Long-range enhancer-promoter interactions are commonly seen in complex genetic loci such as Hox genes and globin genes. In the case of the Drosophila Antennapedia complex, the T1 enhancer bypasses the neighboring ftz gene and interacts with the distant Scr promoter to activate expression in posterior head segments. Previous studies identified a 450-bp promoter-proximal sequence, the tethering element, which is essential for T1-Scr interactions. To obtain a more comprehensive view of how individual enhancers selectively interact with appropriate target genes, we used bioinformatic methods to identify new cis-regulatory DNAs in the ≈50-kb Scr-Antp interval. Three previously uncharacterized regulatory elements were identified: a distal T1 tethering sequence mapping >40 kb from the proximal tethering sequence, a repressor element that excludes activation of Scr by inappropriate enhancers, and a new ftz enhancer that directs expression within the limits of stripes 1 and 5. Many of the regulatory DNAs in the Scr-Antp interval are transcribed, including the proximal and distal tethering elements. We suggest that homotypic interactions between the tethering elements stabilize long-range T1-Scr interactions during development.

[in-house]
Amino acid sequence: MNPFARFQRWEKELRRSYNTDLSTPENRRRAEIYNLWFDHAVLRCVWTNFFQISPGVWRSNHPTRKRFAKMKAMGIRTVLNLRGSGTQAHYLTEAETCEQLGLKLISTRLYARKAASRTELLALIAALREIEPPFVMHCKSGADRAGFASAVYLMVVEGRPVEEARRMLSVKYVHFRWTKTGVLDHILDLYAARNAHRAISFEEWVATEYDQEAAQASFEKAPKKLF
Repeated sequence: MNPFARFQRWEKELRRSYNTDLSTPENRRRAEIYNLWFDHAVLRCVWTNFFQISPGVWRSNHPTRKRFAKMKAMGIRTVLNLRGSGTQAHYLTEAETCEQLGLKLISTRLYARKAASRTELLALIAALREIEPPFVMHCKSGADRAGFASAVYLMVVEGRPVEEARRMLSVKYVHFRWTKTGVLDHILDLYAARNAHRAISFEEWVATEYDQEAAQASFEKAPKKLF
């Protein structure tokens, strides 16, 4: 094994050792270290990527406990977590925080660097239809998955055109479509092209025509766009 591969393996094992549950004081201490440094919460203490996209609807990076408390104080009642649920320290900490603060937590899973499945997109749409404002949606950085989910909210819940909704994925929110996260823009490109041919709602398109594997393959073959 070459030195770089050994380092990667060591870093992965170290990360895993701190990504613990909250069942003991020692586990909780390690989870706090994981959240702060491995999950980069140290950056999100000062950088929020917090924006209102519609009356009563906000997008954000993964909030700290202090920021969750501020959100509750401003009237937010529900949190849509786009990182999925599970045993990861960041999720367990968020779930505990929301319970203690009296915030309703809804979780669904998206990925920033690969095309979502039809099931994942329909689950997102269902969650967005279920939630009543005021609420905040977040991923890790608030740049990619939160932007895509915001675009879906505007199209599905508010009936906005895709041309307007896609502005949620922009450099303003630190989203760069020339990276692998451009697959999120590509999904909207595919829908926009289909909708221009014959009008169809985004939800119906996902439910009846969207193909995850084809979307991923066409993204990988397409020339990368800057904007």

|Original language||English (US)|
|Number of pages||6|
|Journal||Proceedings of the National Academy of Sciences of the United States of America|
|State||Published - Aug 19 2003|
All Science Journal Classification (ASJC) codes